Aging and Life Extension of Major Light Water Reactor ComponentsEdited by
- V.N. Shah
- P.E. MacDonald, Idaho National Engineering Laboratory, Idaho Falls, ID, USA
In a comprehensive and lucid manner this book presents an understanding of the aging degradation of the major pressurized and boiling water reactor structures and components. The design and fabrication of each structure or component is briefly described followed by information on the associated stressors. Interactions between the design, materials, and various stressors that cause aging degradation are reviewed. In many cases, aging degradation problems have occurred, and the plant experience to date is analysed. The discussions summarize the available aging-related information and are supported with extensive references, including references to U.S. Nuclear Regulatory Commission (USNRC) documents, Electric Power Research Institute reports, U.S. and international conference proceedings and other publications. The book will prove a useful reference for engineers engaged in the operation and life extension of the present generation of nuclear power plants and for those engaged in the design of advanced light water reactors. It will also provide engineering students with insight into the practical materials-related issues associated with the design and operation of nuclear power plants. The work will also serve as a basis for programs to address the new aging-related issues likely to arise as plants get older.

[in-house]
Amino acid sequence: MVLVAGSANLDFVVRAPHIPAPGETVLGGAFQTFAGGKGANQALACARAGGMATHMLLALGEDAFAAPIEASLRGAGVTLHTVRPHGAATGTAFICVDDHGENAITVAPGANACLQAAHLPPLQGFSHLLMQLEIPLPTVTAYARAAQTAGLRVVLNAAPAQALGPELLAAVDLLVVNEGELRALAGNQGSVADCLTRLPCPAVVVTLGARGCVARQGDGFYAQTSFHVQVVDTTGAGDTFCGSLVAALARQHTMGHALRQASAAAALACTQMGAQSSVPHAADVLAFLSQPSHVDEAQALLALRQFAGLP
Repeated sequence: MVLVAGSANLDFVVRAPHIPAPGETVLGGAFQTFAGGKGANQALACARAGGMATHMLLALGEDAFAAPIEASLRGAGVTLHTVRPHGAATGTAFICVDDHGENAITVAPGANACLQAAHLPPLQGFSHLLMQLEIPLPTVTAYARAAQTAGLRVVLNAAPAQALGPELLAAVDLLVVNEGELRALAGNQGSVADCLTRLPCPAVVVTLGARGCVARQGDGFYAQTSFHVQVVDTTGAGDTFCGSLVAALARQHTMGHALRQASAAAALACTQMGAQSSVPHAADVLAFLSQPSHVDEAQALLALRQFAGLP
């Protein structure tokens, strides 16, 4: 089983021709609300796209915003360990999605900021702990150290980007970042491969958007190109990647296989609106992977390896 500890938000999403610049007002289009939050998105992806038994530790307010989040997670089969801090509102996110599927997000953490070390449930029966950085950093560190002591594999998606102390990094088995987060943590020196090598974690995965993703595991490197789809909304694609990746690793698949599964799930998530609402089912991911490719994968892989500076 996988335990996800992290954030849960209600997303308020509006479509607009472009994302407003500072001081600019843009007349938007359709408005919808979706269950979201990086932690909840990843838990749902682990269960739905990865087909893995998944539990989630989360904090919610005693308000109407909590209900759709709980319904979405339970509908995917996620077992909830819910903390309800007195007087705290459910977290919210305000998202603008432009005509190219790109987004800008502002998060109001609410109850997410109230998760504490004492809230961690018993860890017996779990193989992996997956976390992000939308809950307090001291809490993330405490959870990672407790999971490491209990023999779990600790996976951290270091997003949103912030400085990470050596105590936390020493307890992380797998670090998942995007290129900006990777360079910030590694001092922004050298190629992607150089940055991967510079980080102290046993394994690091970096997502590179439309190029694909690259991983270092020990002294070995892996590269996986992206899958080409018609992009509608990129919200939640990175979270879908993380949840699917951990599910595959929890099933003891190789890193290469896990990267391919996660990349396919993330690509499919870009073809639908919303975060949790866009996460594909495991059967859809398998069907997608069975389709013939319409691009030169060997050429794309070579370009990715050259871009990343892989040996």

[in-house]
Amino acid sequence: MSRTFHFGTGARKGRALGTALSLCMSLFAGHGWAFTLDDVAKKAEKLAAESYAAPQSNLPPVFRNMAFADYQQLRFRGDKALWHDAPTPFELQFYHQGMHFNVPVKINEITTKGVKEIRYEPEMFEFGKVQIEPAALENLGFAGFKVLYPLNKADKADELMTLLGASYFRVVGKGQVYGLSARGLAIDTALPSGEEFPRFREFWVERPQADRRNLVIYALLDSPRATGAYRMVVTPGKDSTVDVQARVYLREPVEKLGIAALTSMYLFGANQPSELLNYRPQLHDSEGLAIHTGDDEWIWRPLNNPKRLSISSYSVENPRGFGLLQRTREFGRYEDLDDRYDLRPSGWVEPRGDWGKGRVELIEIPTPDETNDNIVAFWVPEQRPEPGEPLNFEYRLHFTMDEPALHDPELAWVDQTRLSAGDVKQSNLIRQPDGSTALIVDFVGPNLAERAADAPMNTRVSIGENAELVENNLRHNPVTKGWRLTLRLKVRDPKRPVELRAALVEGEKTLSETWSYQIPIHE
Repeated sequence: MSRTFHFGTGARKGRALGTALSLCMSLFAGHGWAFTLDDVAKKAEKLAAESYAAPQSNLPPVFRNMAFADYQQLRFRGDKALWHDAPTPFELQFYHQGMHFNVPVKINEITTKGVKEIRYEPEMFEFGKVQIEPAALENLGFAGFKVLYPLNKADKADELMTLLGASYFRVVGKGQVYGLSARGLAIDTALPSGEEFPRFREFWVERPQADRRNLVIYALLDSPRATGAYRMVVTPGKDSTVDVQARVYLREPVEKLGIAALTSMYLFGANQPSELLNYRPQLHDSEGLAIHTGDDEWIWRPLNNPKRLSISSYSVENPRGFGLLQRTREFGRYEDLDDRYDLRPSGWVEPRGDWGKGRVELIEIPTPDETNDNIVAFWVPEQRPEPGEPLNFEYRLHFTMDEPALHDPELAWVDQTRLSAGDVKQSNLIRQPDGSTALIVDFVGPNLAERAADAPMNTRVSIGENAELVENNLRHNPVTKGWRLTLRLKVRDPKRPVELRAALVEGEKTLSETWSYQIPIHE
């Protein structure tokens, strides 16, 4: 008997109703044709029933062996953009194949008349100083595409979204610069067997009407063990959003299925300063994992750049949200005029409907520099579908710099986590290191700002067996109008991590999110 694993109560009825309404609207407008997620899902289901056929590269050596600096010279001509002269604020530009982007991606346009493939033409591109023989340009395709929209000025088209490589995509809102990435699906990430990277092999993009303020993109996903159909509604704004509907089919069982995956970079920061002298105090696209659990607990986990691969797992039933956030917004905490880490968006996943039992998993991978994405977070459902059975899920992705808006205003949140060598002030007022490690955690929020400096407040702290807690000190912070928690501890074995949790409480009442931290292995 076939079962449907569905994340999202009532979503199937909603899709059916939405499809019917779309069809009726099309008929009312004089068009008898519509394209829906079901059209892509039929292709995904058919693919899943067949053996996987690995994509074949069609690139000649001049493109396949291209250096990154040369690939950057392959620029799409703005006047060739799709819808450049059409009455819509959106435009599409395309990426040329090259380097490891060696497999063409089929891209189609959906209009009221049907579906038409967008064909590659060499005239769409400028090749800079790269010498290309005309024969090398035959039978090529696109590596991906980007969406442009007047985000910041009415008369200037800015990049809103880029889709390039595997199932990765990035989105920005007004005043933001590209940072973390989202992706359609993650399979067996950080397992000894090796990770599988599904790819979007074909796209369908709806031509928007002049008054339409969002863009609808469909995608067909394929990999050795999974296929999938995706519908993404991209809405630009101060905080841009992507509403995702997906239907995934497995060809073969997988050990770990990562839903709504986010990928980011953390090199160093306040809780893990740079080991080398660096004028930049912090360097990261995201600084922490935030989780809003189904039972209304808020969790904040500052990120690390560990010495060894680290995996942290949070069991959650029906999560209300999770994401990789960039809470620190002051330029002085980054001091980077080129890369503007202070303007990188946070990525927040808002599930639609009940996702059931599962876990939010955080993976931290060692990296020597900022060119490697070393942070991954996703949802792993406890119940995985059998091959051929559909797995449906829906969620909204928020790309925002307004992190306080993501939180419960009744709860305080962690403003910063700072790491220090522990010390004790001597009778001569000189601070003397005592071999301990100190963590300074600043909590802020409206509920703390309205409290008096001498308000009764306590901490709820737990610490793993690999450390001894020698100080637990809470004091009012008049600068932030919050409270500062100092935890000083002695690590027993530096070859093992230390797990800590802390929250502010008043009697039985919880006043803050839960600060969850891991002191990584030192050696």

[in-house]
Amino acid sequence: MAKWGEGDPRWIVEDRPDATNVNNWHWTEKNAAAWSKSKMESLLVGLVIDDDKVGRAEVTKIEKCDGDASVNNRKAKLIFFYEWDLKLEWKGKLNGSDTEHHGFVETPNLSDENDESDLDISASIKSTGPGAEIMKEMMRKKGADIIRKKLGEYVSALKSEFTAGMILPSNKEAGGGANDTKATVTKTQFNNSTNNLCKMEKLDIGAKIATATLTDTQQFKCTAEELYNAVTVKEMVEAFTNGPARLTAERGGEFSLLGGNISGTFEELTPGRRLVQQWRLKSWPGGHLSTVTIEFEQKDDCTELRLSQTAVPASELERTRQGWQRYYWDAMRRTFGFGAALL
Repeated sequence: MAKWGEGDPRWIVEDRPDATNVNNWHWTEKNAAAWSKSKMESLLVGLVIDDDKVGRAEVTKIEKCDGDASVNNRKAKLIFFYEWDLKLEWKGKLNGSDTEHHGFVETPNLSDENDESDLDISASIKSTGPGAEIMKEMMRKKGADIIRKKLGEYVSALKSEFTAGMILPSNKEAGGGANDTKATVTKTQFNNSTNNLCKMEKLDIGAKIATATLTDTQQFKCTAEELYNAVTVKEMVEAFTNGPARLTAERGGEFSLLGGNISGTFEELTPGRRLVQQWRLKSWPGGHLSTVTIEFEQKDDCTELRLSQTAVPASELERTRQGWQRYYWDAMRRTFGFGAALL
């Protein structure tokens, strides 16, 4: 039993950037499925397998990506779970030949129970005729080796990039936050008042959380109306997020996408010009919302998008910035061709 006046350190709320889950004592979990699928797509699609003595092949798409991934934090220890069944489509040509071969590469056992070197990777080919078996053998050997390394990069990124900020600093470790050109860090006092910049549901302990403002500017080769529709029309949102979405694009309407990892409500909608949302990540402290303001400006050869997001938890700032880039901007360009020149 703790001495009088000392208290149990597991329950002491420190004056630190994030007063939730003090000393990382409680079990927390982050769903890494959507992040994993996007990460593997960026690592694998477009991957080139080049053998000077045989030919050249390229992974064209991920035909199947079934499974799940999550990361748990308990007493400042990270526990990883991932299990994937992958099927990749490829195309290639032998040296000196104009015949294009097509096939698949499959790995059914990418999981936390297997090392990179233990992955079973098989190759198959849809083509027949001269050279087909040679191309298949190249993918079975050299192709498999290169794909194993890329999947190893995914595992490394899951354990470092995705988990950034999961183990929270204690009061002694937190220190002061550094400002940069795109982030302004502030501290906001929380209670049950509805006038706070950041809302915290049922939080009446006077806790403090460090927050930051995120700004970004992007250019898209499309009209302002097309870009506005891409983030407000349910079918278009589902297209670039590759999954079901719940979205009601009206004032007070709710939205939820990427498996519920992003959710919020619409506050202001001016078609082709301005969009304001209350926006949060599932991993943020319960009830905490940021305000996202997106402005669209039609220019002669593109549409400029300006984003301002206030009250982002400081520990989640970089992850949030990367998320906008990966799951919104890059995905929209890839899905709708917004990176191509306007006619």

- (Selected) Pressurized Water Reactor Pressure Vessels. Design materials. Stressors. Degradation sites. Degradation mechanisms - radiation embrittlement - fatigue. Potential failure modes. Mitigation of embrittlement damage - reduction of thermal stresses - flux reductions - thermal annealing. Inservice inspection, surveillance and repair - inservice inspection methods - flaw distribution measurements - surveillance programs - estimating the mechanical properties of irradiated materials - weld repair. Summary, conclusions and recommendations. Pressurized Water Reactor Coolant Piping. Design and materials - geometry - materials and fabrication. Stressors; - steady-state stress - transient stresses. Degradation sites. Degradation mechanisms - fatigue - thermal embrittlement - stress corrosion cracking - corrosion - erosion and cavitation - creep. Potential failure modes. Inservice inspections - inservice inspection requirements - material considerations - inservice inspection reliability. Summary, conclusions and recommendations. Counter Measures For Tube Failures In Pressurized Water Reactor Steam Generators. Steam generator tube degradation - recirculating type steam generators - once-through steam generators. Mitigation techniques - secondary-side chemical impurity control - chemical additives that inhibit corrosion - steam generator secondary-side cleaning - shot peening and rotopeening the tubing - stress relieving the U-bends - reducing the hot-leg-side temperature repair - flaw-acceptance criteria for tube integrity - plugging - sleeving - nickel plating. Replacement of steam generators. Summary, conclusions and recommendations. Boiling Water Reactor Pressure Vessels. Design and materials. Stressors. Degradation sites. Degradation mechanisms - fatigue - intergranular stress corrosion cracking - radiation embrittlement - stress corrosion cracking. Potential failure modes. Inservice inspection, surveillance, monitoring, and repair - inservice inspection - surveillance - on-line monitoring - field repair. Summary, conclusions, and recommendations. Boiling Water Reactor Vessel Internals. Design and materials - incore instrument housings - core shroud and core plate - Shroud baffle plate - fuel supports - jet pump assemblies - top guide - core spray lines and spargers - shroud head - feedwater spargers - steam separator and dryer assemblies - materials. Stressors. Degradation sites. Degradation mechanisms - intergranular stress corrosion cracking (IGSCC) - irradiation-assisted stress corrosion cracking (IASCC) - fatigue - thermal embrittlement - radiation embrittlement. Potential failure modes. Inservice inspection, monitoring, and repair. Summary, conclusions, and recommendations.